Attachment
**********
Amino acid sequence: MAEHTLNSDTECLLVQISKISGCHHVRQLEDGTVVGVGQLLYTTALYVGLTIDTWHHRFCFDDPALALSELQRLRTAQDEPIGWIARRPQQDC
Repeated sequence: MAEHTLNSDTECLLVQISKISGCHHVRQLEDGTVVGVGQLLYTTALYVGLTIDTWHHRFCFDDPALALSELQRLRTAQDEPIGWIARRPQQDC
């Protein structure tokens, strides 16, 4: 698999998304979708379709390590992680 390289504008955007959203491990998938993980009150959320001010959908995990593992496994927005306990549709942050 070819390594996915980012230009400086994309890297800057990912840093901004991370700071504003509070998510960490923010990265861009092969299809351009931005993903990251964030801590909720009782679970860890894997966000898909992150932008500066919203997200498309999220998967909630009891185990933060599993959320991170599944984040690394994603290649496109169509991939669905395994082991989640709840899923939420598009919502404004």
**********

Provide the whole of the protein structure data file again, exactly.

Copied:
Amino acid sequence: MAEHTLNSDTECLLVQISKISGCHHVRQLEDGTVVGVGQLLYTTALYVGLTIDTWHHRFCFDDPALALSELQRLRTAQDEPIGWIARRPQQDC
Repeated sequence: MAEHTLNSDTECLLVQISKISGCHHVRQLEDGTVVGVGQLLYTTALYVGLTIDTWHHRFCFDDPALALSELQRLRTAQDEPIGWIARRPQQDC
């Protein structure tokens, strides 16, 4: 698999998304979708379709390590992680 390289504008955007959203491990998938993980009150959320001010959908995990593992496994927005306990549709942050 070819390594996915980012230009400086994309890297800057990912840093901004991370700071504003509070998510960490923010990265861009092969299809351009931005993903990251964030801590909720009782679970860890894997966000898909992150932008500066919203997200498309999220998967909630009891185990933060599993959320991170599944984040690394994603290649496109169509991939669905395994082991989640709840899923939420598009919502404004």